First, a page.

Summer. Seems like a distant memory. But back in the sunshine season, did you spot our campaign for Son of Steak?
There’s loads to do in Nottingham during the summer and Steakation (yep, that one’s ours) drew visitors to the city – and the restaurant – for a day out. By showing proof that they’d made the most of any city centre attraction, all lucky, hungry Steakationers landed 20% off food between 12 and 6pm, boosting trade at these quieter hours.
After coming up with the initial Steakation concept, we designed an identity and created marketing material including flyers and social posts. We also made a cow, which we took to Nottingham Beach for the day to promote the new campaign and spread the word. Known as Eddy Bull, he’s now a permanent restaurant fixture.
Read more about our Son of Steak here, or take a look at our work for their social media channels. We’ll leave you with Eddy.
Following a string of somewhat controversial ads, our new “Fresh Thoughts” campaign brings together humor and wit in an otherwise not-so-funny seafood sphere. This new campaign targets seafood enthusiasts that are willing to chuckle for a change.
Seafood is known to be one of the greatest brain foods, and the new ads that ask if “squid sign their name in ink” or if “jellyfish [would] taste good with peanut butter” give suburbanites something to think about on the T.
Before you start making a public relations plan for your organization, decide who you want to impact with the plan. Not just your customers, but who those customers are and what will ring true for them. It’s not just about getting good publicity for an effective PR plan. It’s about getting the publicity that matters to your target audience. Keeping that in mind …
Know the Objective
Are you reaching out to the media, trying to bring in new contacts for your business, building your internal team? What is the purpose of this particular campaign or part of a campaign? If you want to enhance your brand image with the public and specifically those who are your audience, how will you do that?
You might choose to host an event to launch a product with influencers, or alternatively, you might give several of what you want to sell to organizations that can use them in charitable ways. Hand mixers could be used in an event where local chefs demonstrate desserts. Or they could be given to local soup kitchens and homeless shelters to build the neighborhoods.
Either approach could garner great press. It is up to you to decide which will do the most good in connecting with consumers.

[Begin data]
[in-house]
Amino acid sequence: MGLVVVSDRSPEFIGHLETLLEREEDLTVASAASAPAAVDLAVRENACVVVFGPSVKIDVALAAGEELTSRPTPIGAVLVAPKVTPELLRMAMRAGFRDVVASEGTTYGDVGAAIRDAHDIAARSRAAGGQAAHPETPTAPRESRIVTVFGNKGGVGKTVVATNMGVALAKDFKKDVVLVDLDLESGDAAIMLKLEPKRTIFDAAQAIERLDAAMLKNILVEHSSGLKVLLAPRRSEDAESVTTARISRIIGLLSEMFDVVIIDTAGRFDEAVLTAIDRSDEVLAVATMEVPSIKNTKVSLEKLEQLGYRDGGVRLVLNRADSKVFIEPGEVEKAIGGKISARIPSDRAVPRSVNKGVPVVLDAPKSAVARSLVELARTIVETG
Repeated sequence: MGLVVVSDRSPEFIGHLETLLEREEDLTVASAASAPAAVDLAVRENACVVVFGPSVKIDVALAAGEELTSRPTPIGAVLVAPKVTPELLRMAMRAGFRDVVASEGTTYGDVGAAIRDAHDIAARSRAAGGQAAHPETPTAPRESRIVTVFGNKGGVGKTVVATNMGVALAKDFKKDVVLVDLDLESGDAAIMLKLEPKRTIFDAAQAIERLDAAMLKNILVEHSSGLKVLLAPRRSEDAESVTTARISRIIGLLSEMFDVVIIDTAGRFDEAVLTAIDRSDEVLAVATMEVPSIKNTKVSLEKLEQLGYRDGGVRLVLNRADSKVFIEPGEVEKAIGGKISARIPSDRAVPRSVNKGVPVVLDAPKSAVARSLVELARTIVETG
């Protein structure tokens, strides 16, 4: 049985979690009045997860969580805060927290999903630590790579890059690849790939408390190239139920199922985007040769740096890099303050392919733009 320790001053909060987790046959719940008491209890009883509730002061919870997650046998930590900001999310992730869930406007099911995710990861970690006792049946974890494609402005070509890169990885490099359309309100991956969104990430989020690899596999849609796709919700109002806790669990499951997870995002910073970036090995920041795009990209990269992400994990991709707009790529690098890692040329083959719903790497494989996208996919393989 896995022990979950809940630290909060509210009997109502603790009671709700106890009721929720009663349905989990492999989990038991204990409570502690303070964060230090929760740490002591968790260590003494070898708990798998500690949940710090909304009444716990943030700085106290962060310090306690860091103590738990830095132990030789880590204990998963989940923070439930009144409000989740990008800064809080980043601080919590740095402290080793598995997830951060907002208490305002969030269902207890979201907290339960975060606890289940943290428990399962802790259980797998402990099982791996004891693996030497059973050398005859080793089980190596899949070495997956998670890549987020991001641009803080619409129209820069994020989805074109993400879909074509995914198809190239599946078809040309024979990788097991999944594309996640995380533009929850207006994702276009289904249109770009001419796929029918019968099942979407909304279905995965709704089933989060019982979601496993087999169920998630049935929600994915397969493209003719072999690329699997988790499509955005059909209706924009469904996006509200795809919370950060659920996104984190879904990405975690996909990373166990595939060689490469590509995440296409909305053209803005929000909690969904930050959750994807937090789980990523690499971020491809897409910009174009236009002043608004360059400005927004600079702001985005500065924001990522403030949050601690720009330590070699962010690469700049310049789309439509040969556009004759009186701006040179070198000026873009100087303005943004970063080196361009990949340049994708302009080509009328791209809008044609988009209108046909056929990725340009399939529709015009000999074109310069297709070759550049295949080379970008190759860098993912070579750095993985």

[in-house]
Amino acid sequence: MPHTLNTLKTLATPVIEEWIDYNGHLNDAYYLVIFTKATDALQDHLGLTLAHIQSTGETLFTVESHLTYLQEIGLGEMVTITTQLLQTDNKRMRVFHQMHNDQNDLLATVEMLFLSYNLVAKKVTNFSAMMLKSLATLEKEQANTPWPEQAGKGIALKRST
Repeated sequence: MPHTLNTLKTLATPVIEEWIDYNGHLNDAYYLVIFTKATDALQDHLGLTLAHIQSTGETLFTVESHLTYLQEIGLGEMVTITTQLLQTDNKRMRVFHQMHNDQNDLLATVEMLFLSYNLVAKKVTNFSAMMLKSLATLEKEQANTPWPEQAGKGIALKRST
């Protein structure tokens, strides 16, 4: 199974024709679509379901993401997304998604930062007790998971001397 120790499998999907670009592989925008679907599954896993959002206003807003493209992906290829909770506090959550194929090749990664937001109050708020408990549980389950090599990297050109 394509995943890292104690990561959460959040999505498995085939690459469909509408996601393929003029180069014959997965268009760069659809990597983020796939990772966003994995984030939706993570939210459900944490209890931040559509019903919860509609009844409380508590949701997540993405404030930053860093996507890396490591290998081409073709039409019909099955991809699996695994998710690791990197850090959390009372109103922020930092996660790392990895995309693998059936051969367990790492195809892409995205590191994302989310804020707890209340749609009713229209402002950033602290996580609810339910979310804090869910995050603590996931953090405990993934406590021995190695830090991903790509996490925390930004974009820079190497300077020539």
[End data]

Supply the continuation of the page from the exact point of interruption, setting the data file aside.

Develop Goals and an Action Plan
Once you’ve decided the approach you want to take, then it is time to set goals and actions. Decide who is responsible and what is needed. Set a budget and then verify that all of the goals and actions are in keeping with the objectives set in the beginning. Sometimes, in the planning process, you can get sidetracked by a great idea, and it might not actually do anything to help the stated purpose of the plan.
You also need to decide how that plan will reach those people you want to impact. What will your message be and how will you connect it to consumers, media, or others? Will you want to create a special hashtag for the event or a logo that can be easily used with all media releases?
What’s the Schedule?
Some campaigns may be connected to multiple days or events, so setting a schedule that shows everything that needs to be accomplished and a due date is important. Whenever you can turn more than one to do item into one trip or effort, it will help, so see how you can streamline the plan. But build in ways to verify everything is done in a timely manner and well in advance of when something will be needed.
How Will You Get the Word Out?
You will probably use a number of different tactics and vehicles to get information to your target audience and the media. Some of these might include articles on social media, press releases, press conferences, customer testimonials, media tours, interviews with press, radio, television, or otherwise, speaking engagements, and seminars. You might also sponsor a related event or participate in some way.
All of these are great tools but don’t feel you need to use them all. Start with a couple, maybe three or four, and see what impact that makes. You can always add some more in later, but keeping it to a couple means you won’t get overwhelmed, and neither will people you are getting the message to.
A sabbatical doesn’t have to involve traveling to a far-flung location.
Here at Buffer, we believe in constant experimentation and self-improvement. You might know this if you’ve followed along with our experiments in self-management or making regular changes to our vacation policy to try and find the best fit. This time, we’re experimenting with teammates taking a learning sabbatical.
‘I think a special mention should go to Bill Slawski who does a great job of analysing SEO related patents (who I might owe joint writing credit for this article). I did not want to send people directly to the patent application site, and Bill deserves the link(s) I think. Follow Bill on Twitter here […]
Fifty years after its founding, Rolling Stone magazine just put itself up for sale.But while it’s clearly the end of an era for the venerable music publication, it’s not its first identity crisis. Just look at what it went through in the mid-1980s.
At that time, the brand still had a large and engaged audience of readers, but ad buyers tended to dismiss them as dope-smoking hippies who weren’t a valuable target for ads. The publication disputed that, beginning in 1985, with a series of print ads from Fallon themed “Perception vs. Reality.” The idea was to generate more advertising revenue by using visual metaphors to show who the typical Rolling Stone reader actually was—not who he was thought to be.
One ad features a man with long, flowing locks standing naked (he’s even got a tattoo on his left butt cheek) on the “Perception” side of the ad. The “Reality” side shows a wealthy-looking, well-dressed man.